That's a benchmark time Porsche is reportedly using for its next-generation hypercar.

There’s something of an obsession with Nürburgring times these days, in case you haven’t noticed. Not all automakers seek a record at the Green Hell, but Porsche is particularly keen to ensure its name stays on the Nordschleife’s board. In fact, it appears to be so important to Porsche that it’s part of the design philosophy for the company’s next hypercar.

That’s basically what the head of Porsche Motorsport told Top Gear magazine recently. The magazine had occasion to sit down with motorsport boss Frank-Steffen Walliser recently at the L.A. Auto Show, and the topic of ‘Ring records came up in a discussion about the successor to the exceptional Porsche 918 Spyder.

“It must achieve 6 minutes 30 seconds at the Nürburgring,” Walliser reportedly told Top Gear. “I don’t care about the drivetrain, 6 minutes 30 seconds is the target. Sports cars are defined by their performance, then we have to look how to achieve it. An electric car in 6 minutes 30 seconds is quite a challenge.”

Lapping the Nordschleife in six and a half minutes is certainly doable, and Porsche definitely has the experience to make it happen. The automaker already holds the outright lap record with its 919 Hybrid Evo; a full-fledged race car that covered the 12.9-mile loop in just 5 minutes 19.54 seconds. It broke the previous record – also set by a Porsche race car – by nearly a minute. In street-legal guise, Porsche and Lamborghini have traded the top spot a few times just this year. In fact, a modified 911 GT2 RS just claimed the street-legal speed record just a few weeks ago at 6 minutes 40.3 seconds, though there is some controversy around the time since the Manthey-Racing tuned car isn’t actually a production car.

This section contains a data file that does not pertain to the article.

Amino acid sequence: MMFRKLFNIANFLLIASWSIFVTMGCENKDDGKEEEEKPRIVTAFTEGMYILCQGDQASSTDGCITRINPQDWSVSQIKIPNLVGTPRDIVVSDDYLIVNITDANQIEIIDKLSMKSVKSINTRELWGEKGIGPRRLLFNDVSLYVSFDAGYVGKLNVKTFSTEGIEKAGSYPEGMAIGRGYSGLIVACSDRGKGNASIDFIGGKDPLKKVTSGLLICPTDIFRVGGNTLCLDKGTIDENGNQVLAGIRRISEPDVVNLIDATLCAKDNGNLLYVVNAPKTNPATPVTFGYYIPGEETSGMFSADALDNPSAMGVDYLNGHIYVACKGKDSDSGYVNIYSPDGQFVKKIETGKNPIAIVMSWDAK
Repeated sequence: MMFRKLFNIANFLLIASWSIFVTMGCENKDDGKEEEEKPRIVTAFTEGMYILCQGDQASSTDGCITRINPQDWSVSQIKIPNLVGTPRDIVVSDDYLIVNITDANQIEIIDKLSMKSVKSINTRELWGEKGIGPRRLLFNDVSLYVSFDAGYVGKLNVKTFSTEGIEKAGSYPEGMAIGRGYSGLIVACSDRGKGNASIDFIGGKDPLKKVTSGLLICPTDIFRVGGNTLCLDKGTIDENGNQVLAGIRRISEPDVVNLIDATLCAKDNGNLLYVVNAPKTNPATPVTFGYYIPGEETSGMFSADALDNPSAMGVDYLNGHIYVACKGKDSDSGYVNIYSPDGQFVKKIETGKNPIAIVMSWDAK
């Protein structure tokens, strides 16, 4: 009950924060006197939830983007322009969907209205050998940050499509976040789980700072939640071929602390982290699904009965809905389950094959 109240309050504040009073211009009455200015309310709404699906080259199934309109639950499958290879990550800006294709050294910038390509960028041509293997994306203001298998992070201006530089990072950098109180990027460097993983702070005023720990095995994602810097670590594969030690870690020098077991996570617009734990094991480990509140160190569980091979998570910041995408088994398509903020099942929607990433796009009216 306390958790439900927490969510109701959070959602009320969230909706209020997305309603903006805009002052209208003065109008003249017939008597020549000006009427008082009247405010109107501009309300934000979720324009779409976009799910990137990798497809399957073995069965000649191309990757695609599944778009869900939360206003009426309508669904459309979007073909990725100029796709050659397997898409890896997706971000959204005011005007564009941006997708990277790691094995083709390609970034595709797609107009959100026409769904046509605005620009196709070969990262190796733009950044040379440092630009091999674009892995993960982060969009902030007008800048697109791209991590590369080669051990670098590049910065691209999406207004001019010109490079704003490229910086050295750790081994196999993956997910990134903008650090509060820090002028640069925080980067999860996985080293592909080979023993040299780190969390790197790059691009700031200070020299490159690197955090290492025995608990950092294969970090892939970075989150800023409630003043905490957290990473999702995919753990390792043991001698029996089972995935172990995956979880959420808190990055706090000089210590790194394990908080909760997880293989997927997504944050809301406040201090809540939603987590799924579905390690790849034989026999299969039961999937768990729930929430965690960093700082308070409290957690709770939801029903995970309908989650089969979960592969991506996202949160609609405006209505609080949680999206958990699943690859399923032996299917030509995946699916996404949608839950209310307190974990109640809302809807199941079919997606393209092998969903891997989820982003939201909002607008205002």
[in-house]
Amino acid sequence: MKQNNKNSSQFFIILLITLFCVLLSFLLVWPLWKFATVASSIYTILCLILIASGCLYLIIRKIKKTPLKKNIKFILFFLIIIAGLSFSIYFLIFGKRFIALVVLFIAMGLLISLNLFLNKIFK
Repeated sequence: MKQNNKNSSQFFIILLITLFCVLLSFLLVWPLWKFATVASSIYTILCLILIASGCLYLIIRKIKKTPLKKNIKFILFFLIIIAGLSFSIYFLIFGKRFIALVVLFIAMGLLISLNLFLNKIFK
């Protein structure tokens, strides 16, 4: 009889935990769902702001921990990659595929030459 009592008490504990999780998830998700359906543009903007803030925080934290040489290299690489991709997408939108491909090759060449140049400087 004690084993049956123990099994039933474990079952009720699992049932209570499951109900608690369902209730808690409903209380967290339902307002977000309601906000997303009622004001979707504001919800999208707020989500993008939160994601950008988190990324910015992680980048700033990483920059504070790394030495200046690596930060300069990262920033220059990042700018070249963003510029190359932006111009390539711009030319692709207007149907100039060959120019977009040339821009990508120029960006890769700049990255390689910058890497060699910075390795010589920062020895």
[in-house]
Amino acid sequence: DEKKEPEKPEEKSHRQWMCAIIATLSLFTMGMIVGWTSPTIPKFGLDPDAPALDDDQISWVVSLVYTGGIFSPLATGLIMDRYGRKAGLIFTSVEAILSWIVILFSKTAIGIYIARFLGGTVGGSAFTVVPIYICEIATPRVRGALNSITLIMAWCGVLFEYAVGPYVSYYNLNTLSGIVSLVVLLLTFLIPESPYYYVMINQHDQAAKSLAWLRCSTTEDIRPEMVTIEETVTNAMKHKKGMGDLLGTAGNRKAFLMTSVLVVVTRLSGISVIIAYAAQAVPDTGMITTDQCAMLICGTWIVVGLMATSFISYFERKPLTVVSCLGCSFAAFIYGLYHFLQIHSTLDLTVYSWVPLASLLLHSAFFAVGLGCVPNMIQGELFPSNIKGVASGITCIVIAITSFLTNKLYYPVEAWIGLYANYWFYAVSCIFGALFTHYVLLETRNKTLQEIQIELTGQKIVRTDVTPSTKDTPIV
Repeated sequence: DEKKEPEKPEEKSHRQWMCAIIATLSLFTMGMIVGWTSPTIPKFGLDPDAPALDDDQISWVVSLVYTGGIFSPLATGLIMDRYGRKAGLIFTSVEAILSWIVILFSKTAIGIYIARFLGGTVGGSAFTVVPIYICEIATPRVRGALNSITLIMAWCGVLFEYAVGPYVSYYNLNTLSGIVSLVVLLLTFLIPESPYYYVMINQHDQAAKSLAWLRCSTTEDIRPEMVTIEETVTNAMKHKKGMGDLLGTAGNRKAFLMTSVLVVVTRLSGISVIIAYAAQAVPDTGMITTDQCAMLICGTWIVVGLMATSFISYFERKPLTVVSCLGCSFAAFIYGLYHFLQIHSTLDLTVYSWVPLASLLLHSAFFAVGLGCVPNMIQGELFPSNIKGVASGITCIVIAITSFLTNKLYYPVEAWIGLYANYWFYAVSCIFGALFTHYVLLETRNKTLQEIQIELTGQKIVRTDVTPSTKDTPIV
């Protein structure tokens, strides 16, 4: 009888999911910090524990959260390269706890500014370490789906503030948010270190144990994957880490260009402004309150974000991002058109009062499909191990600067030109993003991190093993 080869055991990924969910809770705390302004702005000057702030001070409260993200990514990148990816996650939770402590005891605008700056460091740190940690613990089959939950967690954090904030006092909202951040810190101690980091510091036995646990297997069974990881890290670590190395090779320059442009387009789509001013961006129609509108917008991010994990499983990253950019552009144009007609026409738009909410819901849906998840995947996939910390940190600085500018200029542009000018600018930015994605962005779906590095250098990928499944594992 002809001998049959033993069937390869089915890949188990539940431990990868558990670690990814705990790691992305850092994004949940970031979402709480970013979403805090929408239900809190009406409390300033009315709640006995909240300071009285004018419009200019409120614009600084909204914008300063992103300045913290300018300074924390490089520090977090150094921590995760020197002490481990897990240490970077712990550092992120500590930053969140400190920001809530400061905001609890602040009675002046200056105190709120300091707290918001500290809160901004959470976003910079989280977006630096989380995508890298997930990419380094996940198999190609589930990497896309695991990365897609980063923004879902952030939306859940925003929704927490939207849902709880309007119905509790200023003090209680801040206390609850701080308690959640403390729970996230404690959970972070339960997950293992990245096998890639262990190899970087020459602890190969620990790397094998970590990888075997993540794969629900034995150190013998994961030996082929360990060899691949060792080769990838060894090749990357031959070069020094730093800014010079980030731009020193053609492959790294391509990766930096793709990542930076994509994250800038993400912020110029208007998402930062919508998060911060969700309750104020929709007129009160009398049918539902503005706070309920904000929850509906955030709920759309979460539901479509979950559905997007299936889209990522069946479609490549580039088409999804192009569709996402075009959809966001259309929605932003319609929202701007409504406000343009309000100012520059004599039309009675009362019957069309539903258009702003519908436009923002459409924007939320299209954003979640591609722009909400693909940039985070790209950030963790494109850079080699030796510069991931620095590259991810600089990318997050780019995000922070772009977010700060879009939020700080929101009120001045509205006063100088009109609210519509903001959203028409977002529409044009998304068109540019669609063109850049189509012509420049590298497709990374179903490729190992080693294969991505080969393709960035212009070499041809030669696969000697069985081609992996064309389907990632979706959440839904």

As for the Porsche 918, it turned a lap of 6 minutes 57 seconds which isn’t slow by any means. The question now is whether or not the as-yet-unknown successor to this car will be a hybrid model, fully electric, or old-school internal combustion. Whatever it ends up being, expect it to be fast. Real fast.

Source: Top Gear